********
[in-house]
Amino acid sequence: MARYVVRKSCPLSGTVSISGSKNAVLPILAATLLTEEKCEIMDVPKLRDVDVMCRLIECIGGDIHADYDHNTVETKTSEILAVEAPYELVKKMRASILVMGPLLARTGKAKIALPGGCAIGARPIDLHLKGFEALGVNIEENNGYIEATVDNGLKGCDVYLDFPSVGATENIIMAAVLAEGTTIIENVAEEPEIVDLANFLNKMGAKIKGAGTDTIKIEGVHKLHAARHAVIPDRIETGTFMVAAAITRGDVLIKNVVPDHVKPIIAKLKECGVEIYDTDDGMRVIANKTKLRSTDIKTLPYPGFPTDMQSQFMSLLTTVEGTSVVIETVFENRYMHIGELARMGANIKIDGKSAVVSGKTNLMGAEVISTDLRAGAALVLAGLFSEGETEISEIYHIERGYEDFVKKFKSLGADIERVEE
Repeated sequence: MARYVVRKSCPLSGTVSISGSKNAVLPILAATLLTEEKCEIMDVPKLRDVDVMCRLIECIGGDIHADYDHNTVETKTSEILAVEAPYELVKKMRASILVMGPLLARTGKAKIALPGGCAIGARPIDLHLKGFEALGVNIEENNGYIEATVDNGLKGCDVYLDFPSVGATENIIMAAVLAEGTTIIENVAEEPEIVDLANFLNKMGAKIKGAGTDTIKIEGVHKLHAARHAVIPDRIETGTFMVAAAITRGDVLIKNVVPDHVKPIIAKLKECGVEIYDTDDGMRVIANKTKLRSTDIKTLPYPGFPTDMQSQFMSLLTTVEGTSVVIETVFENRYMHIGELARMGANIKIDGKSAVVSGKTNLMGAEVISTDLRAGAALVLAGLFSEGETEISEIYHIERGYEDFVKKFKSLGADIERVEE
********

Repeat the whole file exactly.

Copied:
[in-house]
Amino acid sequence: MARYVVRKSCPLSGTVSISGSKNAVLPILAATLLTEEKCEIMDVPKLRDVDVMCRLIECIGGDIHADYDHNTVETKTSEILAVEAPYELVKKMRASILVMGPLLARTGKAKIALPGGCAIGARPIDLHLKGFEALGVNIEENNGYIEATVDNGLKGCDVYLDFPSVGATENIIMAAVLAEGTTIIENVAEEPEIVDLANFLNKMGAKIKGAGTDTIKIEGVHKLHAARHAVIPDRIETGTFMVAAAITRGDVLIKNVVPDHVKPIIAKLKECGVEIYDTDDGMRVIANKTKLRSTDIKTLPYPGFPTDMQSQFMSLLTTVEGTSVVIETVFENRYMHIGELARMGANIKIDGKSAVVSGKTNLMGAEVISTDLRAGAALVLAGLFSEGETEISEIYHIERGYEDFVKKFKSLGADIERVEE
Repeated sequence: MARYVVRKSCPLSGTVSISGSKNAVLPILAATLLTEEKCEIMDVPKLRDVDVMCRLIECIGGDIHADYDHNTVETKTSEILAVEAPYELVKKMRASILVMGPLLARTGKAKIALPGGCAIGARPIDLHLKGFEALGVNIEENNGYIEATVDNGLKGCDVYLDFPSVGATENIIMAAVLAEGTTIIENVAEEPEIVDLANFLNKMGAKIKGAGTDTIKIEGVHKLHAARHAVIPDRIETGTFMVAAAITRGDVLIKNVVPDHVKPIIAKLKECGVEIYDTDDGMRVIANKTKLRSTDIKTLPYPGFPTDMQSQFMSLLTTVEGTSVVIETVFENRYMHIGELARMGANIKIDGKSAVVSGKTNLMGAEVISTDLRAGAALVLAGLFSEGETEISEIYHIERGYEDFVKKFKSLGADIERVEE